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Relative Velocity problem

  1. Jun 1, 2014 #1
    A flat rectangular barge,48m long and 20m wide, is headed directly across a stream at 4.5 km/h. The stream flows at 3.8 km/h. What is the Velocity, relative to the riverbed, of a person walking diagonally across the barge at 5km/h while facing the opposite upstream bank?

    Hi Guys, having some trouble with this one would really appreciate some help.

    Attempted solution-

    Split the figures into three vectors being-

    a (3.8,0)
    b (0,4.5)
    c 5v/|v| relative to the barge, where v=(48,20)
    = sqrt 48^2 + 20^2= sqrt 2704= 52
    =52/(48,20)
    = (48/52,20/52)
    = (12/13,5/13)
    = 5 (12/13,5/13)
    =(60/13,25/13)

    (3.8+60/13,4.5 + 25/13)
    =(8.4,6.4)

    ^ and thats as far as i have got
     
  2. jcsd
  3. Jun 1, 2014 #2

    Nathanael

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    Is it correct that the "60/13" part is in the same direction as the "3.8" part?

    Also it says "while facing the opposite upstream bank" so that means he's walking (partially) in the opposite direction of the flow of water, so there should be a minus sign somewhere.
     
  4. Jun 1, 2014 #3

    tms

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    Disregard.
     
    Last edited: Jun 1, 2014
  5. Jun 1, 2014 #4

    Nathanael

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    That's what he used it for, to break up the 5 km/hr into it's components.
    [itex]\sqrt{(\frac{60}{13})^{2}+(\frac{25}{13})^{2}}=5[/itex]

    He did it correctly.

    Edit:
    His work was misleading (because he put several equal signs when it in fact was not equal) but his answer was correct.
     
    Last edited: Jun 1, 2014
  6. Jun 1, 2014 #5

    tms

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    So he did. I stopped reading when he divided a scalar by a vector.

    He appears to be inconsistent with his directions. He has set up the positive ##x## direction as downstream, so the long axis of the barge should be in the ##y## direction. And, as you said, there is a sign issue.
     
  7. Jun 1, 2014 #6
    Thanks Nathaniel.

    So the velocity in km/h would be?
     
  8. Jun 1, 2014 #7

    Nathanael

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    Well you just made two mistakes (which I pointed out in my first reply).

    Mistake #1:
    When you added the velocities together, the components of the 5 km/hr were added to the wrong part.
    (In other words, you added the "x direction" to the "y direction" and vice versa.)

    It would actually be:
    (3.8+25/13, 4.5 + 60/13)


    Which brings me to mistake #2: (because it wouldn't actually be what I just said it would actually be, lol)
    The other mistake is that the component of the 5 km/hr in the direction of the flow of water would actually be negative (because he's walking upstream)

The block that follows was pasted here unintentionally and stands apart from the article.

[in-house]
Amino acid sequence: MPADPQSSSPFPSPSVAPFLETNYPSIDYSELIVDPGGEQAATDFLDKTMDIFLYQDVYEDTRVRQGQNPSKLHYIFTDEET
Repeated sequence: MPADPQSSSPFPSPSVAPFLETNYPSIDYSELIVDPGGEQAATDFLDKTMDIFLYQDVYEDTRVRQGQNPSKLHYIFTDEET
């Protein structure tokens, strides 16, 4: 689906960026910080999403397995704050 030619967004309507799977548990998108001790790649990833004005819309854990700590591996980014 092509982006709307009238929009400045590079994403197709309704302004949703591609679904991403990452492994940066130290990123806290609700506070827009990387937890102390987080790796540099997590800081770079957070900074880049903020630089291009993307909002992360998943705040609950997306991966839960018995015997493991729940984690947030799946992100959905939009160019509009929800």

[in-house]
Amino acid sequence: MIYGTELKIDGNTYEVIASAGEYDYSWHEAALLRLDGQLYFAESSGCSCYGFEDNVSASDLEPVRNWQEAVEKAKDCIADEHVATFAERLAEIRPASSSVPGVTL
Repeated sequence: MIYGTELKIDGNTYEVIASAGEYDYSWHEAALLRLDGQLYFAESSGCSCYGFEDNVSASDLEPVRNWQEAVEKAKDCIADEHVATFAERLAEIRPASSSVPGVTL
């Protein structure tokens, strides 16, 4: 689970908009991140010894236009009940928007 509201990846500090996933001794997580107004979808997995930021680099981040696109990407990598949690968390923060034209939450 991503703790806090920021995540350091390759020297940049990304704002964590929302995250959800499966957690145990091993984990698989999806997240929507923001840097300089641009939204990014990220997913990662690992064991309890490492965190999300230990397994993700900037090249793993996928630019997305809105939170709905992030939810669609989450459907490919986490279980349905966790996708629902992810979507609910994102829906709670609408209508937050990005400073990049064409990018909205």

So it would ACTUALLY be:
    (3.8-25/13, 4.5 + 60/13) [itex]\approx[/itex] (1.8769, 9.1154)


    If you want the velocity not in "component-form" then simply use the pythagorean theorem.
     
  9. Jun 1, 2014 #8
    Ahhhh, thanks Nathaniel!!

    so converting from component form into a km/h value.

    (1.8769,9.1154) would be the base and adjacent side? with the hypotenuse being the value i'm after?

    so that would mean 1.8769^2 + 9.1154^2 = sqrt 84.613
     
  10. Jun 1, 2014 #9

    Nathanael

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    You're welcome.
    There you go again, using equal signs when it's not equal! Heheh, but yes, the answer would be sqrt(84.613)
     
  11. Jun 1, 2014 #10
    haha! love math boffins! hopefully i'll become one, one day.
    Once again thanks for your patience and help bud
     
  12. Jun 3, 2014 #11
    Nathaniel,
    So far i have the velocity at 9.19 km/h
    i think that i need to provide the direction as well in my answer.
    How would i be able to calculate this?

    Thanks
     
  13. Jun 3, 2014 #12

    Nathanael

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    Remember the (x,y) components of the velocity were (1.8769, 9.1154)

    That's why you could use the pythagorean theorem to find the total speed (because x-direction and y-direction are perpendicular, so it makes a right triangle)

    See if you can draw the triangle (the legs would be x-speed/y-speed/total-speed) and figure out the angle using trig
     
  14. Jun 3, 2014 #13
    ok, i think i have it, 78deg?
     
  15. Jun 3, 2014 #14

    Nathanael

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    but you have to specifcy, 78deg from what?
     
  16. Jun 3, 2014 #15
    from the rear end of the barge?
     
  17. Jun 3, 2014 #16

    Nathanael

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    EDIT:
    Ok I said it all wrong in my first post...

    It would be 78 degrees from the upstream direction (towards the other side of the river, not backwards)
     
    Last edited: Jun 3, 2014
  18. Jun 3, 2014 #17
    wouldn't it be to or facing the upstream direction?
     
  19. Jun 3, 2014 #18
  20. Jun 3, 2014 #19

    Nathanael

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    Yes exactly. That's what I was trying to say. (I meant "78 degrees from the opposite direction of the water flow")

    At any rate, you've got it correct.
     
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